CORDIS - EU research results

Developing maximum-resolution genotype-phenotype maps using whole-genome polymorphism data

Final Report Summary - MAXMAP (Developing maximum-resolution genotype-phenotype maps using whole-genome polymorphism data)

Although pioneered by human geneticists as a potential solution to the challenging problem of finding the genetic basis of common human diseases, genome-wide association studies (GWAS) have, owing to advances in genotyping and sequencing technology, become an obvious general approach for studying the genetics of natural variation. They are particularly useful when inbred lines are available because once these lines have been genotyped they can be phenotyped multiple times, making it possible (as well as extremely cost-effective) to study many different traits in many different environments, while replicating the phenotypic measurements to reduce environmental noise.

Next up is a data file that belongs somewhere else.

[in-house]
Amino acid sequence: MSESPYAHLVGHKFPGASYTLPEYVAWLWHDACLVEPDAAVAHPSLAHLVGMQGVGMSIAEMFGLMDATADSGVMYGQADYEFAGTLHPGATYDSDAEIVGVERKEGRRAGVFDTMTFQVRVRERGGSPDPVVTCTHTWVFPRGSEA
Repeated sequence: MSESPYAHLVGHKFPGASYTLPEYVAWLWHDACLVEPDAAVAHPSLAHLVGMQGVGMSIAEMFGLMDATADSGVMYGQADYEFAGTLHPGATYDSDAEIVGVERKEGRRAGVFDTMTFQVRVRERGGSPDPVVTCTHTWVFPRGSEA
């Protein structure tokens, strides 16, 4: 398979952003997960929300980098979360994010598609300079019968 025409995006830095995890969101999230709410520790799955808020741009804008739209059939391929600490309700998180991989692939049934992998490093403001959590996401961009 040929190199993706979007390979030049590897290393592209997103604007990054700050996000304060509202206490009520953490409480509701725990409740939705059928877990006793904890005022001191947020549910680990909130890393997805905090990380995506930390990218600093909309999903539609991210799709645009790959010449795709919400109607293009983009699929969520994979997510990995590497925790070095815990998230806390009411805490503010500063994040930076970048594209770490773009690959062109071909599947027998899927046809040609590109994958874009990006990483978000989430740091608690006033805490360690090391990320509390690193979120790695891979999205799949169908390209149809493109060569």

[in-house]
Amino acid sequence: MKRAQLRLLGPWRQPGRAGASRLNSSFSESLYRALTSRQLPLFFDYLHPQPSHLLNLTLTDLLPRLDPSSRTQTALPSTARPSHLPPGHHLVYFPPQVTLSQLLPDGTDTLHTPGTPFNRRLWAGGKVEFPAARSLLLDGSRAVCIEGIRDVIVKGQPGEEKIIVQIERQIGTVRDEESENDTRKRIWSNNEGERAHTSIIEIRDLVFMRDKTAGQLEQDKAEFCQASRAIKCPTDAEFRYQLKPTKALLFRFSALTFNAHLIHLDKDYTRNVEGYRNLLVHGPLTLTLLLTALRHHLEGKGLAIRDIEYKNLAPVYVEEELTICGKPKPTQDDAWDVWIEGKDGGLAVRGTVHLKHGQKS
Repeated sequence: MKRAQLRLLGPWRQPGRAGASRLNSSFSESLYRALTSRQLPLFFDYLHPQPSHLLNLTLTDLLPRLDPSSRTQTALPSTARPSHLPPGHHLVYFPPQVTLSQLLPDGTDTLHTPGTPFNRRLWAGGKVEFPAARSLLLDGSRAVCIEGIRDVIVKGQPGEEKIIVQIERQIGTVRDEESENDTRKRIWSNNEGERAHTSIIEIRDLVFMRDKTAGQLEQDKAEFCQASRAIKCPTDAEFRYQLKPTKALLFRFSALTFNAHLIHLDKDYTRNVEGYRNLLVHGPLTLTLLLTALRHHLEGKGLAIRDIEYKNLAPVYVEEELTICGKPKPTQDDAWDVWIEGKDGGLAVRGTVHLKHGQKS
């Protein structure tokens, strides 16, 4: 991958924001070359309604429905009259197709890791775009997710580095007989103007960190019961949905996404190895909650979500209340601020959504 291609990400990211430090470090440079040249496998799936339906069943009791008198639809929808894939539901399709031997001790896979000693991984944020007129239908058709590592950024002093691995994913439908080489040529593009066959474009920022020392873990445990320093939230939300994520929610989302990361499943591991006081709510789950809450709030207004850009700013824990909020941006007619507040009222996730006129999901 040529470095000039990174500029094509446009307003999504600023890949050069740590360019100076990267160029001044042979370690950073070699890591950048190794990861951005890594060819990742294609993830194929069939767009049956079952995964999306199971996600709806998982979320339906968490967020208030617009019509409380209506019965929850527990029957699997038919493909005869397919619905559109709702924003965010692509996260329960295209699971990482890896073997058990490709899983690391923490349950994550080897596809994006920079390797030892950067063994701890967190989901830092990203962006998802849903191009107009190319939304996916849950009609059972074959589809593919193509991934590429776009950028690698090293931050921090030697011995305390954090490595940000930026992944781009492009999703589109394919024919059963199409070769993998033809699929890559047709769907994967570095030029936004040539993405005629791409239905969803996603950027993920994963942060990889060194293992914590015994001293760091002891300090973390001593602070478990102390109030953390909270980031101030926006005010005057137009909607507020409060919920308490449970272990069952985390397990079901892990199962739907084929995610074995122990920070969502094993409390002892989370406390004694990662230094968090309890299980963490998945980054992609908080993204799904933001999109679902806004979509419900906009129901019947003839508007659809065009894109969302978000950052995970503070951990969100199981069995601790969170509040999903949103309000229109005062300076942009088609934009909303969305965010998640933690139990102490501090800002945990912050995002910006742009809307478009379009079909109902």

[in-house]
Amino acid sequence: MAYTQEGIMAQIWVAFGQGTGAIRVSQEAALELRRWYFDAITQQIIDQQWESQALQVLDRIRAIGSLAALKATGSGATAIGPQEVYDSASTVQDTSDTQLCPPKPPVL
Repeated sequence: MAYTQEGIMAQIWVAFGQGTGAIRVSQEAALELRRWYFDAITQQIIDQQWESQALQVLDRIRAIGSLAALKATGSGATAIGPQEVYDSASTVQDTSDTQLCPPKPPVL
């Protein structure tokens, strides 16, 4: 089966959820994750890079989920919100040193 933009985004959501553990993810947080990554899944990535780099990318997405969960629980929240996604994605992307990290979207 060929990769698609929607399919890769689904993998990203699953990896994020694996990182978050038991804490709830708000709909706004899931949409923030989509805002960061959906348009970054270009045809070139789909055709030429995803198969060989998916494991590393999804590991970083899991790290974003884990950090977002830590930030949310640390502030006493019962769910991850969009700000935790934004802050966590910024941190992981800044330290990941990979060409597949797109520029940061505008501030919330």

The goal of this project was to explore the limits of the GWAS approach using the model plant Arabidopsis thaliana, moving beyond marker-trait linkage disequilibrium to full sequence information. This goal was accomplished as evidenced by two landmark papers (Cell, 2016) describing full genome data for over 1135 lines, and a companion paper that added in data about gene expression and epigenetic regulation in the same set. Other contributions of the project include description of novel statistical methods, and a studies exploring particular features of the data, like variation for genome size.